A study commissioned by the state of Oregon has found that raisng the tax on alcohol would do little to decrease heavy drinking and the negative impacts of drinking. But the study was never released.
The study found that increasing Oregon’s excise tax on beer and wine could raise hundreds of millions for the state and reduce public alcohol consumption overall – but that increased taxes and cost of alcohol would have little of any impact on consumption by the heaviest drinkers, who disproportionately account for the high societal costs of alcoholism.
Oregon’s Health Authority commissioned the study in 2021 for a cost of $60,000.
The report determined that if Oregon increased the excise tax on wine and beer to 20 cents per standard drink, essentially raising Oregon’s tax from one of the lowest in the nation to one of the highest, it would reduce overall alcohol consumption by about 5%. But the state’s heaviest drinkers would likely lower their consumption by about 2%.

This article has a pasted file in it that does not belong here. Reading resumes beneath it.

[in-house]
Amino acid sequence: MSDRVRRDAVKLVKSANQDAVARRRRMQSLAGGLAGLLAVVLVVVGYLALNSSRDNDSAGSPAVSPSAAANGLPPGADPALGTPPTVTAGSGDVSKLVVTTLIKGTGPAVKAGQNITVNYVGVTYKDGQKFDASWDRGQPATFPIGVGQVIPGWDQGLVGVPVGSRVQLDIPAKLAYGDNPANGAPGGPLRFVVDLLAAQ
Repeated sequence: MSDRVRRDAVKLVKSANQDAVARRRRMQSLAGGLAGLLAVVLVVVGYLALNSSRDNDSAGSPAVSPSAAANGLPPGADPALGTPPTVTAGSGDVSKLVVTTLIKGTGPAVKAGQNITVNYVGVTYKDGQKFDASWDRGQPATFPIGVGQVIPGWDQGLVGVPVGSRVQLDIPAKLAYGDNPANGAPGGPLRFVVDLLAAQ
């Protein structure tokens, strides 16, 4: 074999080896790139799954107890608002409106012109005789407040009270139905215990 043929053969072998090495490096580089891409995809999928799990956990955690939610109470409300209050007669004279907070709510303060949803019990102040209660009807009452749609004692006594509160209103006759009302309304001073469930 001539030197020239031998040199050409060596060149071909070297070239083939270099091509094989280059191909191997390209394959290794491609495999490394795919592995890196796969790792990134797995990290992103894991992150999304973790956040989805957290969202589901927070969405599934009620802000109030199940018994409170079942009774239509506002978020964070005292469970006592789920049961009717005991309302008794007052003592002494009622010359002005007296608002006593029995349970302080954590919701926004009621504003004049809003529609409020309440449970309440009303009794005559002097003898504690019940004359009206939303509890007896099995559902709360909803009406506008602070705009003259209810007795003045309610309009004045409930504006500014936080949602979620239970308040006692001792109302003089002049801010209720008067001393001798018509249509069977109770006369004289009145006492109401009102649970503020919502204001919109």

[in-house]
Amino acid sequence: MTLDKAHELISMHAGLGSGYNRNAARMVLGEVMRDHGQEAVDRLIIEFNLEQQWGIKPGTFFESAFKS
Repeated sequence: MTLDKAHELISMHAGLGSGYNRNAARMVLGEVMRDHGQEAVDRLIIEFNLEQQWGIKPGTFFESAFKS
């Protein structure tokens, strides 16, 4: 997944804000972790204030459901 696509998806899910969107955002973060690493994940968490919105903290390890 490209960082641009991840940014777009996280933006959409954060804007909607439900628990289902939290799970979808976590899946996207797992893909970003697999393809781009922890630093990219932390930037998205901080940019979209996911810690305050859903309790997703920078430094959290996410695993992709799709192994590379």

Meanwhile, the Oregon legislature has convened a task force to evaluate whether to raise beer and wine taxes in the state. The task force, made up of 20 lawmakers, alcohol industry representatives and substance use recovery advocates, will issue recommendations no later than September.
More on the story here.